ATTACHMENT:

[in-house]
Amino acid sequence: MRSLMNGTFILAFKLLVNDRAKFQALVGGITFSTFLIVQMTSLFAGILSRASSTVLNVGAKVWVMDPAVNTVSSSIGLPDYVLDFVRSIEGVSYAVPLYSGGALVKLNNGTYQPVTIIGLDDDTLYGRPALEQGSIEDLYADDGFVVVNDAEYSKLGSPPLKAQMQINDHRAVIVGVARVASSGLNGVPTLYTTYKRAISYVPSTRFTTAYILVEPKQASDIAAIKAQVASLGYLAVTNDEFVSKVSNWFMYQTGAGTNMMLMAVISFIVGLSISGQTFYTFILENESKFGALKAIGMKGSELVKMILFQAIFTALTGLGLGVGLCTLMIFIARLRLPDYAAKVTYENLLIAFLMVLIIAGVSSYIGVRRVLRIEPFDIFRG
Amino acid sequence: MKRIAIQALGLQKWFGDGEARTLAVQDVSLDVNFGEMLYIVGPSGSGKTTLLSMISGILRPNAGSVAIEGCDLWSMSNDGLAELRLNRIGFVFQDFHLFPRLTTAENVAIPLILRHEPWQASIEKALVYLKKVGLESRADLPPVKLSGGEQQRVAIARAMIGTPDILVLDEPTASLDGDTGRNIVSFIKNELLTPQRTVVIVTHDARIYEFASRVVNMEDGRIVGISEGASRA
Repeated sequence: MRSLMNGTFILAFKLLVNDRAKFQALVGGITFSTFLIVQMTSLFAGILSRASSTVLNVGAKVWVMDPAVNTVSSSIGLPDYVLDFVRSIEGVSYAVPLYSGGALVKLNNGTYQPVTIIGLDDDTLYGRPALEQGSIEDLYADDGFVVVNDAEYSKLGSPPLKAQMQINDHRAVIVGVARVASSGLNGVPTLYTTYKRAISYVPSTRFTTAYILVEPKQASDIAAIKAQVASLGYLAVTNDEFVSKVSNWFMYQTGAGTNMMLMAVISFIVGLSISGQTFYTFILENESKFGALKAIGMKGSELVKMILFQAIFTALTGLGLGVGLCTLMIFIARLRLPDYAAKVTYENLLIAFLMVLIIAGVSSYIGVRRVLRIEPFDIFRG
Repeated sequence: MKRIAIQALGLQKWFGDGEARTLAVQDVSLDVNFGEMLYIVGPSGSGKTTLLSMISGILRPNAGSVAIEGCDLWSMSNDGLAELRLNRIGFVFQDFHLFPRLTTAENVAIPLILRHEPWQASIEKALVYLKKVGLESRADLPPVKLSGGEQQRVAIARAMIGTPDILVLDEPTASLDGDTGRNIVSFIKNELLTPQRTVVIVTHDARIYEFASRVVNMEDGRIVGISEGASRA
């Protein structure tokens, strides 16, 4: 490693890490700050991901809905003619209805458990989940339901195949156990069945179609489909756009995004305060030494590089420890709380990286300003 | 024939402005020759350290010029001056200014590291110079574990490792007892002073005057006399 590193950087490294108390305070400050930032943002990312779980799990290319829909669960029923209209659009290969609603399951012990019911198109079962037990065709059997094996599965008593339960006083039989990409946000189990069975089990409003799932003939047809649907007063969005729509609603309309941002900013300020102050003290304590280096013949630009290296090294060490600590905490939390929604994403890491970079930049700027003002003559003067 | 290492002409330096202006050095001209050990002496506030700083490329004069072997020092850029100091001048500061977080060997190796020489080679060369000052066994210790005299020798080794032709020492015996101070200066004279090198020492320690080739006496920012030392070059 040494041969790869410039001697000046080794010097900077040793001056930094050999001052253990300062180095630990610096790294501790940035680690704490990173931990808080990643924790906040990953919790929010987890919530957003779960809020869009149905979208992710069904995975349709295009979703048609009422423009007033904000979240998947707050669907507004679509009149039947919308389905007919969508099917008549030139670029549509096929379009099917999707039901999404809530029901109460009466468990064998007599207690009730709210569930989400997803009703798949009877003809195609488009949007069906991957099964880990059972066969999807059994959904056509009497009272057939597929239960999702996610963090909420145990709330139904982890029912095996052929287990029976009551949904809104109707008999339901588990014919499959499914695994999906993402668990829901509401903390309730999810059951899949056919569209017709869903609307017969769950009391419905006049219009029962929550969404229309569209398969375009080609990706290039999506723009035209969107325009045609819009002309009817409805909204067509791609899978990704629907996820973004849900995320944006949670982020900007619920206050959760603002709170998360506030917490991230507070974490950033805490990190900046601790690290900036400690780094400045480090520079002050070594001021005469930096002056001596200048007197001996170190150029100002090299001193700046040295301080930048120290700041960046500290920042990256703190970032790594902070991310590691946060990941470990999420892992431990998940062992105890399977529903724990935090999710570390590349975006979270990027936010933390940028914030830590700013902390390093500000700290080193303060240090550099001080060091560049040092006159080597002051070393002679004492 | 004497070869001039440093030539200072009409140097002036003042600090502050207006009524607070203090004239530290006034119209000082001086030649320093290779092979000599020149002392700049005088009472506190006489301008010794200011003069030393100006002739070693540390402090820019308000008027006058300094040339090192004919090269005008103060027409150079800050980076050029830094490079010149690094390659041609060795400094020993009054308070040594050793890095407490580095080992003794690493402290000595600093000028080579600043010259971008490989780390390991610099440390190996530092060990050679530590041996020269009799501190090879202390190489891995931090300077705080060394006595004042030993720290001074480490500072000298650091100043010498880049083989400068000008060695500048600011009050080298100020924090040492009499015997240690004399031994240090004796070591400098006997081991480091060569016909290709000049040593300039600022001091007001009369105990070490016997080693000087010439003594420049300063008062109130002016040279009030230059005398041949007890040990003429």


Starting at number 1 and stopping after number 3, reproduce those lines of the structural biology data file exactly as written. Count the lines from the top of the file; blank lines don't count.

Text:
[in-house]
Amino acid sequence: MRSLMNGTFILAFKLLVNDRAKFQALVGGITFSTFLIVQMTSLFAGILSRASSTVLNVGAKVWVMDPAVNTVSSSIGLPDYVLDFVRSIEGVSYAVPLYSGGALVKLNNGTYQPVTIIGLDDDTLYGRPALEQGSIEDLYADDGFVVVNDAEYSKLGSPPLKAQMQINDHRAVIVGVARVASSGLNGVPTLYTTYKRAISYVPSTRFTTAYILVEPKQASDIAAIKAQVASLGYLAVTNDEFVSKVSNWFMYQTGAGTNMMLMAVISFIVGLSISGQTFYTFILENESKFGALKAIGMKGSELVKMILFQAIFTALTGLGLGVGLCTLMIFIARLRLPDYAAKVTYENLLIAFLMVLIIAGVSSYIGVRRVLRIEPFDIFRG
Amino acid sequence: MKRIAIQALGLQKWFGDGEARTLAVQDVSLDVNFGEMLYIVGPSGSGKTTLLSMISGILRPNAGSVAIEGCDLWSMSNDGLAELRLNRIGFVFQDFHLFPRLTTAENVAIPLILRHEPWQASIEKALVYLKKVGLESRADLPPVKLSGGEQQRVAIARAMIGTPDILVLDEPTASLDGDTGRNIVSFIKNELLTPQRTVVIVTHDARIYEFASRVVNMEDGRIVGISEGASRA